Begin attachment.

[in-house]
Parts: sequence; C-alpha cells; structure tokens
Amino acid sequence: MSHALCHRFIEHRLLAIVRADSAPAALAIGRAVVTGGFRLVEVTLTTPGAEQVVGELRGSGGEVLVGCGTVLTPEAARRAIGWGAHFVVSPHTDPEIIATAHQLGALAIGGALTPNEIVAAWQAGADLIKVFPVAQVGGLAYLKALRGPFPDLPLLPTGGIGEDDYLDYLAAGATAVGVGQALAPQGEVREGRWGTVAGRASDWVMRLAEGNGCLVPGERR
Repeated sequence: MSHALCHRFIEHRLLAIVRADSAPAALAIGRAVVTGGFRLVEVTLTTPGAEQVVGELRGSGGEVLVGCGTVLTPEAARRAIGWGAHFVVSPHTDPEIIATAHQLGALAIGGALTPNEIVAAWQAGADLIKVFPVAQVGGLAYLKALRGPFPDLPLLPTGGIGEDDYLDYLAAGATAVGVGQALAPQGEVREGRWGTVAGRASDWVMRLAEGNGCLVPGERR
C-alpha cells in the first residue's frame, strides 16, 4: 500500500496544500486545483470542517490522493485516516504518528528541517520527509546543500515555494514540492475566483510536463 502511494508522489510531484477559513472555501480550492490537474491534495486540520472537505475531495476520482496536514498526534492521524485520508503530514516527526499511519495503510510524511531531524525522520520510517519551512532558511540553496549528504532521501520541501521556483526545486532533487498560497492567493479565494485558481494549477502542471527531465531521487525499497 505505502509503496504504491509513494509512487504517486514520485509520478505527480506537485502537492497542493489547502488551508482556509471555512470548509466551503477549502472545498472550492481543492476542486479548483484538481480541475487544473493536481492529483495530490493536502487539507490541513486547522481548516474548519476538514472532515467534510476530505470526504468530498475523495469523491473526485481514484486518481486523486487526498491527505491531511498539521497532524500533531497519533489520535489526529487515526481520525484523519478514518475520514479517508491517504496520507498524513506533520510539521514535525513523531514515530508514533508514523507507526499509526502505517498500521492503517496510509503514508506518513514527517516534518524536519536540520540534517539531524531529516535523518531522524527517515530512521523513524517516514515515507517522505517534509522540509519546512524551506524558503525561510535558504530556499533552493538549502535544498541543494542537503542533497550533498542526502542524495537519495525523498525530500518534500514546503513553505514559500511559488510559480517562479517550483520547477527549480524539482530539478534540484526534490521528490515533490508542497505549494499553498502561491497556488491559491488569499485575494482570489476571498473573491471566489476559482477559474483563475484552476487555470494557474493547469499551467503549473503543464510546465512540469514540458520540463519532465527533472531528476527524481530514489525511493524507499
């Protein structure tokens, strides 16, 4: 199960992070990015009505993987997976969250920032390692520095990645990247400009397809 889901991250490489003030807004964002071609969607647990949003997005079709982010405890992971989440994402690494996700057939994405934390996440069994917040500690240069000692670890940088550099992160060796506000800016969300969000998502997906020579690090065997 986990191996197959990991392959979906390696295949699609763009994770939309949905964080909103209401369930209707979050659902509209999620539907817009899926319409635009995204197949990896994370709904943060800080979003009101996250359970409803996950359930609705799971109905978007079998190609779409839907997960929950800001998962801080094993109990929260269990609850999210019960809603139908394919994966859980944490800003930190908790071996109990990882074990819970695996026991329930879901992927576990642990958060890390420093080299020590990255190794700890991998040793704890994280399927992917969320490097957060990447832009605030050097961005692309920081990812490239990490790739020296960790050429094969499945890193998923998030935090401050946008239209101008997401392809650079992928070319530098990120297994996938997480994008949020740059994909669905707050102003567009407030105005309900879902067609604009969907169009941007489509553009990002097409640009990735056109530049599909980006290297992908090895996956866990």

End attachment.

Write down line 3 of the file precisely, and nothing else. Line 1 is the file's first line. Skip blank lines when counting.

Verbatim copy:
Amino acid sequence: MSHALCHRFIEHRLLAIVRADSAPAALAIGRAVVTGGFRLVEVTLTTPGAEQVVGELRGSGGEVLVGCGTVLTPEAARRAIGWGAHFVVSPHTDPEIIATAHQLGALAIGGALTPNEIVAAWQAGADLIKVFPVAQVGGLAYLKALRGPFPDLPLLPTGGIGEDDYLDYLAAGATAVGVGQALAPQGEVREGRWGTVAGRASDWVMRLAEGNGCLVPGERR